Our work at Ambleside Roman Fort
Once housing a cohort of 500 fierce infantrymen, Ambleside Roman Fort was built on the shores of Lake Windermere when Cumbria was a land of mountainous warfare, almost 2,000 years ago. Now, the beautifully situated remains are in urgent need of protecting. Find out about exactly what we’ve done to do so.
Getting stuck in
In recent summers, teams of volunteers, conservation builders and archaeologists have been working hard to protect and strengthen the above-ground remains of the fort.
The work has involved removing the turf capping from the low walls of the fort, raking out earth from between stones, and applying lime-rich mortar to create a hard-wearing and protective cap.
As a result of this effort 175 metres of exposed stone walling was consolidated on the Commander's House, Headquarters Building and Main Gateway.
What lies beneath
During the work the team found over 2,000 archaeological finds, which were subjected to expert analysis and compiled in a report. The objects were then deposited in the Armitt Museum in Ambleside which holds the archives from the excavations undertaken in the early 20th century.
One of the most exciting aspects of the project was the opportunity to undertake a geophysical survey of the fort and the surrounding area to look for evidence of buried, and often unrecorded, archaeological remains.
The geophysical survey gave volunteers an opportunity to try their hand at three different types of survey: magnetometry, resistivity and ground-penetrating radar.
The results from these surveys highlighted evidence of intact building remains – presumably barracks – in the unexcavated part of the fort, as well as the existence of roads, drains and rubbish pits.
To the north of the fort the survey identified a previously unrecognised building which might be the Roman baths, while to the south-east the remains of a road flanked by buildings might be the remains of the civilian settlement or ‘vicus’ that stood in the shadow of the fort.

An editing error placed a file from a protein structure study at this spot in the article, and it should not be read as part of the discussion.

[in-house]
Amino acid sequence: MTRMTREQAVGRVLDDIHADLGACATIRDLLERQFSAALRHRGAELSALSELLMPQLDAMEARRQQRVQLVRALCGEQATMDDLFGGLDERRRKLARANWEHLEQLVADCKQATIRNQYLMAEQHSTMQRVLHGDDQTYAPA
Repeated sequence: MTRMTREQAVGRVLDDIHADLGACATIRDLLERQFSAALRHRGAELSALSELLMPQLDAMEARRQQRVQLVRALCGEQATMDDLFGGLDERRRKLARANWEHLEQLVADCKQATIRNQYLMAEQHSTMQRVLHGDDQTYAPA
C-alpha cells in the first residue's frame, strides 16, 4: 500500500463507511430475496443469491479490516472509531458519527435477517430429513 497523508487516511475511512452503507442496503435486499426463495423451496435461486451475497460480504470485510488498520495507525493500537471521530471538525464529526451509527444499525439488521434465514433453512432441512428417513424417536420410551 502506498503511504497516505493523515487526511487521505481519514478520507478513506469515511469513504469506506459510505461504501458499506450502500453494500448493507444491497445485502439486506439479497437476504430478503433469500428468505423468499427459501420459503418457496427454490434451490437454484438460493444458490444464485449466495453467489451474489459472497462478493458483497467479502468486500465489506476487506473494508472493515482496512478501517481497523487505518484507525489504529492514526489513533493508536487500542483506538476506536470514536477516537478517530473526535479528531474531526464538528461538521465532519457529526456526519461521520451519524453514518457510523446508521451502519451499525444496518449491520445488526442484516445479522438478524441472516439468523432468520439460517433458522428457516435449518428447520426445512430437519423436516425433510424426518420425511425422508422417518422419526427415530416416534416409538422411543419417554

Ground-penetrating radar also provided a glimpse of the late first century Roman fort which occupied the same site as the existing fort, founded in the early second century.
Attention then turned to improving physical access to the fort by means of introducing a new gate linking the site with the adjacent park owned and managed by South Lakeland District Council.
This new gate allows pushchairs and buggies to attain access onto the site for the first time and is also suitable for anyone using a mobility scooter.
The final phase of the project focused on the design and installation of a new interpretation scheme to inform visitors on the site. As part of this the old interpretation panels were removed and bigger, brighter panels installed at key locations across the site.
In addition to the on-site information, a new site guide was written to provide further information for those wishing to learn more about the Roman Fort: the leaflet is free and available from Armitt Museum in Ambleside.
Ambleside Roman Fort is open every day, year round. We look forward to welcoming you.
Find out more about the history of Ambleside Roman Fort, Dora’s Field and the 17th-century Bridge House.
Make the most of the lakeshore paths, lofty peaks and ancient woodlands in Ambleside with these recommended walks. Step back in time at the Roman fort and 17th-century Bridge House.
Read about our strategy 'For everyone, for ever' here at the National Trust, which will take the organisation through to 2025.